Hothorn T, Zeileis A, Farebrother RW, Cummins C, Millo G, Mitchell D (2015) Package lmtest. In: Testing linear regression models. https://cran.rproject.org/web/packages/lmtest/lmtest.pdf. Accessed 6 June 2015
 International Monetary Fund (1945) US New Hampshire, Bretton Woods. http://www.imf.org. Accessed 1945
 Ji Y, Ying H, Dews P, Mansour A, Tran J, Miller RE, Massanari RM (2011) A potential causal association mining algorithm for screening adverse drug reactions in post marketing surveillance. IEEE Trans Inf Technol Biomed 15(3):428–437. doi:10.1109/TITB.2011.2131669 View ArticlePubMedGoogle Scholar
 Jin Z, Li J, Liu L, Le TD, Sun B, Wang R (2012) Discovery of causal rules using partial association. In: IEEE 12th international conference in data mining (ICDM), pp 309–318. doi:10.1109/ICDM.2012.36
 Li X (2005) Foreign direct investment and economic growth: an increasingly endogenous relationship. World Dev 33(3):393–407View ArticleGoogle Scholar
 Li J, Le TD, Liu L, Liu J, Jin Z, Sun (2013) Mining causal association rules. In: IEEE 13th international conference in data mining workshops (ICDMW), pp 114–123. doi:10.1109/ICDMW.2013.88
 Li J, Liu L, Le T (2015) Practical approaches to causal relationship exploration. Springer, Berlin. doi:10.1007/9783319144337 View ArticleGoogle Scholar
 Lozano AC, Abe N, Liu Y, Rosset S (2009a) Grouped graphical Granger modeling methods for temporal causal modeling. In: Proceedings of the 15th ACM SIGKDD international conference on knowledge discovery and data mining, pp 577–586. doi:10.1145/1557019.1557085
 Lozano AC, Abe N, Liu Y, Rosset S (2009b) Grouped graphical Granger modeling for gene expression regulatory networks discovery. Bioinformatics 25(12):i110–i118View ArticlePubMedPubMed CentralGoogle Scholar
 Ma S, Li J, Liu L, Le TD (2016) Mining combined causes in large data sets. KnowlBased Syst 92:104–111. doi:10.1016/j.knosys.2015.10.018 View ArticleGoogle Scholar
 Madsen H (2007) Time series analysis. Chapman and Hall/CRC Press, Taylor and Francis Group, Boca Raton. ISBN 9781420058670MATHGoogle Scholar
 Mani S, Spirtes PL, Cooper GF (2012) A theoretical study of Y structures for causal discovery. arXiv:1206.6853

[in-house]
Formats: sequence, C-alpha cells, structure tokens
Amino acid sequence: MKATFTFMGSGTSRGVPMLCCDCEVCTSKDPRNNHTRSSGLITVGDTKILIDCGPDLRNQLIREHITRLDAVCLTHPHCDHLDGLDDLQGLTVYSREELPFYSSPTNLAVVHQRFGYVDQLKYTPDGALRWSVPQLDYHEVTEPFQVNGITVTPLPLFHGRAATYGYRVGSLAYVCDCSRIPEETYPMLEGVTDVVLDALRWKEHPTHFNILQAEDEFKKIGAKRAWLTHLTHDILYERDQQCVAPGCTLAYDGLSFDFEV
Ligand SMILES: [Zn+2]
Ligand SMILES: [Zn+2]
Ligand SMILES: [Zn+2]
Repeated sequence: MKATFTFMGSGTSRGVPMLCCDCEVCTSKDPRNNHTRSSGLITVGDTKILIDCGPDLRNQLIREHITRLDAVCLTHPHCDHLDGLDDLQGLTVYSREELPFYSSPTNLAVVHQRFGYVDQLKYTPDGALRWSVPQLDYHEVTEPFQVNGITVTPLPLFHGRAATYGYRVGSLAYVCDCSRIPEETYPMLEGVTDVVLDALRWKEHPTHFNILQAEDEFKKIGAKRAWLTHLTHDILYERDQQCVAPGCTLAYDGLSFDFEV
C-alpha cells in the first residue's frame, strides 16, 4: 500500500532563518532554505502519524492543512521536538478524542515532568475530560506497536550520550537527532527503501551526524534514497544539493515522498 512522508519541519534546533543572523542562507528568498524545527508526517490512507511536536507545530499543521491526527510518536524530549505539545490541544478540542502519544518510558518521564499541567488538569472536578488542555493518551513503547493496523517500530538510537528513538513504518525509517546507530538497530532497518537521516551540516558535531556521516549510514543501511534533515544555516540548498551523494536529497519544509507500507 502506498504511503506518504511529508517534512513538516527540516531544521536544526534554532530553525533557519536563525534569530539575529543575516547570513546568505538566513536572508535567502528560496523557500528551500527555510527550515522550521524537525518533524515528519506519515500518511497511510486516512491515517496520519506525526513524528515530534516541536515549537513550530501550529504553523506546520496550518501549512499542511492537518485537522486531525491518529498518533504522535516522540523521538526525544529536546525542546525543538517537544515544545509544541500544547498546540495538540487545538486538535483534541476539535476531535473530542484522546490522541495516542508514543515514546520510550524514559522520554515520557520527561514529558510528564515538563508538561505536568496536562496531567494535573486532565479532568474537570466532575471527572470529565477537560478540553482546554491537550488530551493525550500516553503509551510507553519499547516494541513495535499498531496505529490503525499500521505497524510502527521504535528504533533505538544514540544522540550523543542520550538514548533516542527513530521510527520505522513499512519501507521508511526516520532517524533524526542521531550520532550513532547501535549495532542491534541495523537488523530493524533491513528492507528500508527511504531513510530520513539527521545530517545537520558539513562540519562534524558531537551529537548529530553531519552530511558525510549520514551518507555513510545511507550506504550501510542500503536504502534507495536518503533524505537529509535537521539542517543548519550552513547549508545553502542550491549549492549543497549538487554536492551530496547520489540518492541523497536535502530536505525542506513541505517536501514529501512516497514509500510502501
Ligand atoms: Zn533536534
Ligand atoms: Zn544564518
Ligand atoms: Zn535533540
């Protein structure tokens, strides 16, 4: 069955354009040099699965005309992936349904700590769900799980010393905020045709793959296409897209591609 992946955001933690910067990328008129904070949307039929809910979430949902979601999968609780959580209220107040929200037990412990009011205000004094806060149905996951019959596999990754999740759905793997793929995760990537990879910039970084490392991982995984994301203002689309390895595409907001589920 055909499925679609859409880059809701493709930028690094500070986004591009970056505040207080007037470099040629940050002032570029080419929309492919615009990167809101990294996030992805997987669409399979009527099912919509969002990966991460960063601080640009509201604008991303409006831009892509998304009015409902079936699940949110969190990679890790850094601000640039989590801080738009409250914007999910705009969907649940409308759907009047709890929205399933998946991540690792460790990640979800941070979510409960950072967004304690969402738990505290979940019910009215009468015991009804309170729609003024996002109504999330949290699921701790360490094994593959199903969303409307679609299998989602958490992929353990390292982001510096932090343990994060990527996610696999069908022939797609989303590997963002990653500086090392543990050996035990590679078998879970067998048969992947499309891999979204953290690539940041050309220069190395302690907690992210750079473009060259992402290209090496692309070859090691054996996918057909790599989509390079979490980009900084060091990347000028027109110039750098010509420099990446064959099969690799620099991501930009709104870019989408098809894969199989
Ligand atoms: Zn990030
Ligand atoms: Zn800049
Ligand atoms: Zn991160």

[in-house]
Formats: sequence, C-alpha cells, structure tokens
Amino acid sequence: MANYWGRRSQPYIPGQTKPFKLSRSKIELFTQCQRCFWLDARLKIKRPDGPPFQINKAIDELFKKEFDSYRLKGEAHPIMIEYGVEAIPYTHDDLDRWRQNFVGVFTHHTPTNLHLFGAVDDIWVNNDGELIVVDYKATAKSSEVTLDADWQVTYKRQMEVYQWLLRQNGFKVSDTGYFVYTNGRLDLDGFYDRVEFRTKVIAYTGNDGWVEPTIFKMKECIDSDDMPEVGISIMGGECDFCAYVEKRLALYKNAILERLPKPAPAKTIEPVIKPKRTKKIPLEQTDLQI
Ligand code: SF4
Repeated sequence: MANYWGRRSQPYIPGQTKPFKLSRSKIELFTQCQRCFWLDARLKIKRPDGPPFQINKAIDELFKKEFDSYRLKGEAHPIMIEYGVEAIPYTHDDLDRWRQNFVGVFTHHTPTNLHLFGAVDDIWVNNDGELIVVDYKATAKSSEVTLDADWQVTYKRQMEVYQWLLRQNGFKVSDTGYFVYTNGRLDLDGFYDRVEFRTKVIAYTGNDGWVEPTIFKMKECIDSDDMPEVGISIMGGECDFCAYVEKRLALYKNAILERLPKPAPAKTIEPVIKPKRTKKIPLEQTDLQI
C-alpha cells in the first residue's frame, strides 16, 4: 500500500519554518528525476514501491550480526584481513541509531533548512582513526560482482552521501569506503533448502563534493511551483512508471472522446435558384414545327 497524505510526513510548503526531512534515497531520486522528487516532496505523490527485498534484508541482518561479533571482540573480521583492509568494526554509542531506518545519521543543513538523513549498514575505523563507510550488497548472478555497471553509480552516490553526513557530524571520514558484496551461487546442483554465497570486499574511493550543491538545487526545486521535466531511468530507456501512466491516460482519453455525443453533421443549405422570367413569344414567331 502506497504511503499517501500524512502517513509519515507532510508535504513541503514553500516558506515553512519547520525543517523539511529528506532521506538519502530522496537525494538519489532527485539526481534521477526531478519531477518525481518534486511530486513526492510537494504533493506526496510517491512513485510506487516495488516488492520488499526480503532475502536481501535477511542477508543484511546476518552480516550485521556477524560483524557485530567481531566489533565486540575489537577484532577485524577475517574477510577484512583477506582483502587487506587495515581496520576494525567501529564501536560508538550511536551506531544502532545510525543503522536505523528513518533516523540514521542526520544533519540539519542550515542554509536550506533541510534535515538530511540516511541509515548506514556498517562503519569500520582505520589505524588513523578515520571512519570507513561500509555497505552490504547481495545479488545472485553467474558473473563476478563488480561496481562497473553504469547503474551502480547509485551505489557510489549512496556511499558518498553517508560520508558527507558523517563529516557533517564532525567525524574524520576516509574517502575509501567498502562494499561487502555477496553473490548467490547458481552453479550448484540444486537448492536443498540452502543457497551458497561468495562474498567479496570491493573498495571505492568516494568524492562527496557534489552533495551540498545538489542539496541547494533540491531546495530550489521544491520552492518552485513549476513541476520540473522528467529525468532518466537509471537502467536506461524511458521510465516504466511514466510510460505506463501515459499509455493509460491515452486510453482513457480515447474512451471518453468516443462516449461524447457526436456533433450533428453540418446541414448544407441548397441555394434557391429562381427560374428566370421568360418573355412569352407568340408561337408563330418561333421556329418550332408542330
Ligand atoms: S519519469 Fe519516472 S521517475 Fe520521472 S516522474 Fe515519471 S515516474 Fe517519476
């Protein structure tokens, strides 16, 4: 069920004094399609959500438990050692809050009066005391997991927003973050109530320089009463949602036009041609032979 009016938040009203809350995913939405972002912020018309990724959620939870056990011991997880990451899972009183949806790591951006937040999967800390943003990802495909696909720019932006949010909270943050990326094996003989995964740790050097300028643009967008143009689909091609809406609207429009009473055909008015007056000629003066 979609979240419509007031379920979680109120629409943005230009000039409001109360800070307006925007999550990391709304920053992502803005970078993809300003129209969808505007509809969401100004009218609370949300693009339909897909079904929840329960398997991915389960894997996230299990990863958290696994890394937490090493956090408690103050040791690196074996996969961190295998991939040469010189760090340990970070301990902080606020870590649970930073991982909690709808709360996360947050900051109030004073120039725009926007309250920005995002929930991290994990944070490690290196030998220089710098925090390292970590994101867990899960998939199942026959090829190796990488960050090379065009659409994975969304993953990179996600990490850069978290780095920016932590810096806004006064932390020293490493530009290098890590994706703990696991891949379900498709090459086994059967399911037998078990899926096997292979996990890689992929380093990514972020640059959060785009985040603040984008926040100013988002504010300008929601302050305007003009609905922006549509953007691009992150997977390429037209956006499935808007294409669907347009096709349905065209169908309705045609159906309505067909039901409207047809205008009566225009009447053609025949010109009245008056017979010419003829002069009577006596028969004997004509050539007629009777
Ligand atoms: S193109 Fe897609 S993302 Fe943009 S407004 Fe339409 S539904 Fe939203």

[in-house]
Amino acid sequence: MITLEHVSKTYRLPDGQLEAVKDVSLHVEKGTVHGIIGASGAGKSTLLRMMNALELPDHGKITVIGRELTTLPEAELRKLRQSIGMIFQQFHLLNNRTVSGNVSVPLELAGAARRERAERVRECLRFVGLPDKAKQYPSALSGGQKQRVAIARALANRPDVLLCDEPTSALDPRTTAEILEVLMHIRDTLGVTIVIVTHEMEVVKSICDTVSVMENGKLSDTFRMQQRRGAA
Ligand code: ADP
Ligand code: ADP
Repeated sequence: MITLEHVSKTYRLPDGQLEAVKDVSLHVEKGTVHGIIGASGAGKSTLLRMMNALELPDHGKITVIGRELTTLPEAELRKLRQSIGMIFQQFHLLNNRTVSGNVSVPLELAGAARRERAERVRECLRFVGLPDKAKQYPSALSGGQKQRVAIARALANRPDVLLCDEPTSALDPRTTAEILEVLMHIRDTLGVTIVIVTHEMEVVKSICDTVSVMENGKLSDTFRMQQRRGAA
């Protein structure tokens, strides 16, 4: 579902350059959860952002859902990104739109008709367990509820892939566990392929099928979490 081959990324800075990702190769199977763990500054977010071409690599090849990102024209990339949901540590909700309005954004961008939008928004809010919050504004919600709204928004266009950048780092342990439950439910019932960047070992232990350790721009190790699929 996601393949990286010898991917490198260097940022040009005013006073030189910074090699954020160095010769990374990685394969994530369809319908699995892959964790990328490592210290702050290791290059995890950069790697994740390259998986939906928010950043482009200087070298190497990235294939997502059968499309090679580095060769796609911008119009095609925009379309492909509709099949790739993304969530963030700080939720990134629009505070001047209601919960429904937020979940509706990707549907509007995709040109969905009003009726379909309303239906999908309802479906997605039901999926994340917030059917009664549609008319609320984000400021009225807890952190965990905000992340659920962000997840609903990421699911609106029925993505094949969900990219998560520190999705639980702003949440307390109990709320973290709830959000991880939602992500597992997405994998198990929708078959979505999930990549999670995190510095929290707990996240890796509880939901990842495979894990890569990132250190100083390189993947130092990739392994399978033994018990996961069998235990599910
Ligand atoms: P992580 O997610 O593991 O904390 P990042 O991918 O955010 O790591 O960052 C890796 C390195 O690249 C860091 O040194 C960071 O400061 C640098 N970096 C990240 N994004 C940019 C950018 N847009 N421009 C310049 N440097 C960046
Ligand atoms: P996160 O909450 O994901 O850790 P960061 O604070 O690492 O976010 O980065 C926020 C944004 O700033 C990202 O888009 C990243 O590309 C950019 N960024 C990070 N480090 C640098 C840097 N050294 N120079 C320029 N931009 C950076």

Marsh C (2013) Introduction to Continuous Entropy. http://www.crmarsh.com/static/pdf/Charles_Marsh_Continuous_Entropy.pdf. Accessed 13 December 2013
 Mehmood S (2012) Effect of different factors on gross domestic products: a comparative study of Bangladesh and Pakistan. doi: 10.1.1.403.5474Google Scholar
 Mellios G, Hausberger S, Keller M, Samaras C, Ntziachristos L, Dilara P, Fontaras G (2011) Parameterisation of fuel consumption and CO2 emissions of passenger cars and light commercial vehicles for modelling purposes. Publications Office of the European Union, EUR. 2011; 24927Google Scholar
 Meyer EP (2014) Package infotheo. In: InformationTheoretic Measures. https://cran.rproject.org/web/packages/infotheo/infotheo.pdf. Accessed 20 February 2015
 Nadkarni S, Shenoy PP (2001) A Bayesian network approach to making inferences in causal maps. Eur J Oper Res 128(3):479–498View ArticleMATHGoogle Scholar
 Neapolitan RE (2004) Learning Bayesian networks. Pearson Prentice Hall, Upper Saddle River. ISBN 9780130125347Google Scholar
 Needham CJ, Bradford JR, Bulpitt AJ, Westhead DR (2007) A primer on learning in Bayesian networks for computational biology. PLoS Comput Biol 3(8):e129. doi:10.1371/journal.pcbi.0030129 ADSView ArticlePubMedPubMed CentralGoogle Scholar
 Ogawa K, Sterken E, Tokutsu I (2016) Public debt, economic growth and the real interest rate: a panel VAR approach to EU and OECD countries. doi:10.2139/ssrn.2726367
 Pang DL, Su HW (2010) A test of Granger causality between internal and external imbalances: the case of China, Japan and United States. In: International conference in management and service science (MASS), pp 1–4. doi:10.1109/ICMSS.2010.5577179
 Pearl J (2014) Probabilistic reasoning in intelligent systems: networks of plausible inference. Morgan Kaufmann, Los Altos. ISBN 9780080514895MATHGoogle Scholar
 Pearl J, Verma T (1991) A theory of inferred causation. Knowledge representation and reasoning. In: Proceedings of the seventh annual symposium on principles of programming languages pp 441–452Google Scholar